The UK intends to maintain its existing food safety standards, labelling and food quality standards in the event of a no deal Brexit.
Compositional standards are prescribed by law in some cases in order to ensure minimum standard and quality. The compositional standards include those in relation to
- jam and similar products
- natural water spring water and bottled drinking water
- spreadable fats milk and milk products
- coffee and chicory extracts
- fruit juices and fruit nectars
- condensed and dried milk
- cocoa and chocolate products
- certain sugar products
- caseins and caseinates
There are also domestic non-EU rules in certain sectors
The EU food labelling requirements are set out in EU regulations. After Brexit, UK food safety standards will continue to be based on new UK legislation identical to the existing EU legislation.
There are standardised EU requirements in respect of labelling and packaging of food. Nutritional labelling may be required where a nutritional or health claim is made. There are specific rules on organic products. In certain cases, additional requirements such as health marks ingredients and declarations may be required.
Labelling UK food as being of EU origin will no longer be appropriate. From April 2020 the country of origin or place of provenance of the primary ingredient (where different to that for the food overall) would be required on the label as part of EU food labelling requirements.
After Brexit, food may not be designated as EU origin if it is produced in the UK. In the case of pre-packaged products sold in the UK, the label must set out the name and UK address of the responsible food business operator. This is the business under whose name the food is marketed in the UK or if it is not established in the UK, its importer.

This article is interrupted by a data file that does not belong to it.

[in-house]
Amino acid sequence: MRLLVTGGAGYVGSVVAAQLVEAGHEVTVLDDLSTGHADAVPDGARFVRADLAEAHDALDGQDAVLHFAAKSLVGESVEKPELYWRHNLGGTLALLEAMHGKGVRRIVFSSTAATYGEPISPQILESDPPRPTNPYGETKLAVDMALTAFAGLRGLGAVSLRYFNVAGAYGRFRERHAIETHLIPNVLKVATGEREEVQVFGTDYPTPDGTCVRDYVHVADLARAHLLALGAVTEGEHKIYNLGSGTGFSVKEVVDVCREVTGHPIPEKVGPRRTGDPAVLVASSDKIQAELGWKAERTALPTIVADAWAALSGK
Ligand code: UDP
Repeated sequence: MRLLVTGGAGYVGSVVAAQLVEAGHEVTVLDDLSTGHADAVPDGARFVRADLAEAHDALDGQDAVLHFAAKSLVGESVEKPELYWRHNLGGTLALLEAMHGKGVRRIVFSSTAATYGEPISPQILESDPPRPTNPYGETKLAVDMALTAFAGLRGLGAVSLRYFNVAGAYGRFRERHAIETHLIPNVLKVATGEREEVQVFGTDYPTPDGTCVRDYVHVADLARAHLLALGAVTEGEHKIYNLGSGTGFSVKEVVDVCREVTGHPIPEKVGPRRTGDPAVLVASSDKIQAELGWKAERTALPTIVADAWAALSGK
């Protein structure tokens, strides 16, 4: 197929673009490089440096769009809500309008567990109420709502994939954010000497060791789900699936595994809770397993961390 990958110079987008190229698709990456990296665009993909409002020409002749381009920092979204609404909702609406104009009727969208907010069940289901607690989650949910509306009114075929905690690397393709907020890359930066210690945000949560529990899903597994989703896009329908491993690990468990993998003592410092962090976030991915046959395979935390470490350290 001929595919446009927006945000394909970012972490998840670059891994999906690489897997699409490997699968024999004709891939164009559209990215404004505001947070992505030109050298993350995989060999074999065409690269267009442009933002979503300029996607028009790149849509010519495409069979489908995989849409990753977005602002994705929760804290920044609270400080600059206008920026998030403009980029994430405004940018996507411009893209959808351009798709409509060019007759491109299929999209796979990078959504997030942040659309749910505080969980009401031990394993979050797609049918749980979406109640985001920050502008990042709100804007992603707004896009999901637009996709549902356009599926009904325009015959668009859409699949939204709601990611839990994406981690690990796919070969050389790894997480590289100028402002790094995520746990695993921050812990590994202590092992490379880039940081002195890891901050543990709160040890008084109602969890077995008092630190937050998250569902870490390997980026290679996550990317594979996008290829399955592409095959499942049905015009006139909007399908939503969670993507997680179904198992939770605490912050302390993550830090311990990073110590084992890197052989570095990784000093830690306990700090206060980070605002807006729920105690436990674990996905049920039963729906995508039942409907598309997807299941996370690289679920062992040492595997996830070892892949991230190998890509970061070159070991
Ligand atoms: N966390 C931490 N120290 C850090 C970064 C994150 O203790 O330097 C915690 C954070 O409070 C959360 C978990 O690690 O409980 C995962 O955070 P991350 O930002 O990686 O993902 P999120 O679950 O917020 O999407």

An EU address no longer suffices for this purpose. It is contemplated that steps may be taken in the short term for a period of about six months, to deal with the changes.
Importation of Food
The importation of food products from outside the EU is subject to significantly more controls than that within the EU. Non-EU suppliers must have systems equivalent to that under EU law. It might reasonably be expected on day one that each of the UK and EU will recognise each other’s food standards and food safety rules. However, this may not necessarily be so in the event of continuing disagreements and failure to conclude a withdrawal agreement.
The broad principle which would be expected to apply both in the case of imports from the UK into the EU and from the EU into the UK is that products must enter through a border inspection post approved for that food category. It must be labelled, and the HACCP (hazards analysis and critical control point after the primary production stage) system must be used throughout the whole process.
UK proposes to continue to allow EU food to be placed in the UK market for a period of six months even in the event of a hard Brexit, subject to review. In the case of food already labelled and placed on the UK market bearing an EU 27 address this will be permitted to be sold until stocks are exhausted.
Food of Animal Origin
Imports of products of animal origin will generally require a health/veterinary certificate which must be issued by and based on procedures undertaken in the approved non-EU state. Animals of product origin include live animals, foodstuffs and byproducts. It includes goods which have come into contact with animals such as hay and straw. It includes fresh meats milk and milk products, eggs, hide and skin.
In principle products of animal origin are subject to documentary checks, identification checks and in some cases physical checks at the point of entry into the EU. Licenses may be required for particular types of food of animal origin.
A common veterinary entrance document is issued once food products are released. A copy of the common veterinary entrance document is to accompany the food of animal origin to their first destination after clearance of customs.
Fruit and Vegetables
There are common EU standards on the import, sale and marketing of certain fruit and vegetables. Goods must be graded packaged and marked in accordance with EU requirements. Seasonal duties may apply to particular types of food and vegetables.
Non-EU countries are certified and approved by the EU as having an approved inspection service which means that their conformity certificates are accepted as proof of conformity with EU standards. In principle, the UK and EU should approve each other although in the event of an acrimonious withdrawal this may not immediately occur.
A certificate of conformity is based on a conformity check from physical inspection based on a risk analysis. The importer must ensure the procedures and standards pass the relevant import risk assessment system.